My other major concern with most store-bought cookies is the type of fat used. Partially hydrogenated oils (vegetable, soybean, cottonseed, etc.) are a source of unhealthy trans fats. These oils are used widely in fried and packaged foods because they’re cheap and they greatly extend a food’s shelf life. Unfortunately, they’re really bad for us.
Trans fats raise the risk of heart disease by raising LDL (“bad cholesterol”) and lowering HDL (“good cholesterol”). Human milk contains trans fat if the breastfeeding mother consumes it; the more she eats, the higher the concentration of trans fat in her milk and in her baby’s blood. Trans fat is implicated in cancers of the breast and prostate, diabetes, infertility, Alzheimer’s, obesity (even with similar caloric intake), depression, and other maladies.
Partially hydrogenated oils have been banned in several countries (such as Denmark and Switzerland), states (California), and cities (Calgary, New York City, and others).
You’ll still find them in lots of packaged cookies!
Note: Be wary of packages that say “0g trans fats (per serving).” This does not mean that the food is trans-fat free. It just means that there is a half gram or less of trans fat per serving. (Thanks, labeling laws!) If you look at the ingredient list, you may still see partially hydrogenated oils listed. And even though the amount may be relatively small, trans fats are bad and can add up in our diets—this is especially true for kids.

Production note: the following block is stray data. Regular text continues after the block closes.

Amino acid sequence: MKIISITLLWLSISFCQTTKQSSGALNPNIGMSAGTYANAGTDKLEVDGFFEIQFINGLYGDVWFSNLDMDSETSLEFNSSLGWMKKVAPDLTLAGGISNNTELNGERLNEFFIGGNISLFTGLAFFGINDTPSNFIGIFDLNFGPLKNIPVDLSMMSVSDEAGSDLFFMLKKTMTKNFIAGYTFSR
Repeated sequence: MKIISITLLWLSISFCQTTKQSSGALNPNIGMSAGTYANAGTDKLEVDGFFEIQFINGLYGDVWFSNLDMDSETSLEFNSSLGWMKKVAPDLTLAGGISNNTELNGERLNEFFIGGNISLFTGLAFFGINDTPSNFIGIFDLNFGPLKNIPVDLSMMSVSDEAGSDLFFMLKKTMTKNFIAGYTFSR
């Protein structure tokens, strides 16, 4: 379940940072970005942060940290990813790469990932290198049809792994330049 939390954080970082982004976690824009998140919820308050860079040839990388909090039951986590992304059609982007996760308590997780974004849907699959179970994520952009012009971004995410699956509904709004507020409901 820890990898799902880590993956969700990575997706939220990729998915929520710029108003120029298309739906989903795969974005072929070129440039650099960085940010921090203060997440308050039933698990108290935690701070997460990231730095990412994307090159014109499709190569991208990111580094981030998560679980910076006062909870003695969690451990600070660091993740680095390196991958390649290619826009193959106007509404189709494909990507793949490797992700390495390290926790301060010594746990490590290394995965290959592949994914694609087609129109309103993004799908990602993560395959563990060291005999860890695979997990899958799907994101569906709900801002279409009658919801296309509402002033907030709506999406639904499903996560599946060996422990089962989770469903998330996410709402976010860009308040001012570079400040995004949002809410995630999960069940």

Another popular fat that is controversial is canola oil. The vast majority of canola oil (if it’s not organic) comes from genetically modified rapeseed plants. Canola oil is the product of a lot of processing, involving chemicals and high temperatures that can compromise the fatty acids, even hydrogenating some. It’s only been part of our food system since the 1970s. I do try to avoid canola oil.
Sunflower oil is used in so many baked goods and snack foods today that it is one of the main reasons I prefer to make my own cookies at home.
Sunflower oil does confer some health benefits, but like many oils it has detriments especially when heated. Sunflower oil is high in omega-6 fatty acids. Omega-6 fatty acids are oversupplied in the Western diet, while the crucial omega-3s are undersupplied. The resulting imbalance contributes to cardiovascular disease and inflammatory response in the body. When heated, sunflower oil produces toxic substances called aldehydes that may increase one’s risk of cancer. Deep frying produces the most aldehydes, but sunflower oil generates more aldehydes than other oils regardless of the cooking method. Experts recommend low-heat cooking methods when using sunflower oil. Baking is considered a medium heat method, which is better than high heat.
There is no perfect answer here when it comes to eating cookies. Like so many choices it is always healthier to make your own. I eat some sunflower oil because it is in so many snack foods. I try to keep it to a limit. When I first found Butterfly Bakery they were using butter as a fat and maple syrup. I am sure they switched to sunflower oil because it is less expensive and easier to work with and some think it’s healthier than butter.
Is Gluten-Free Healthier?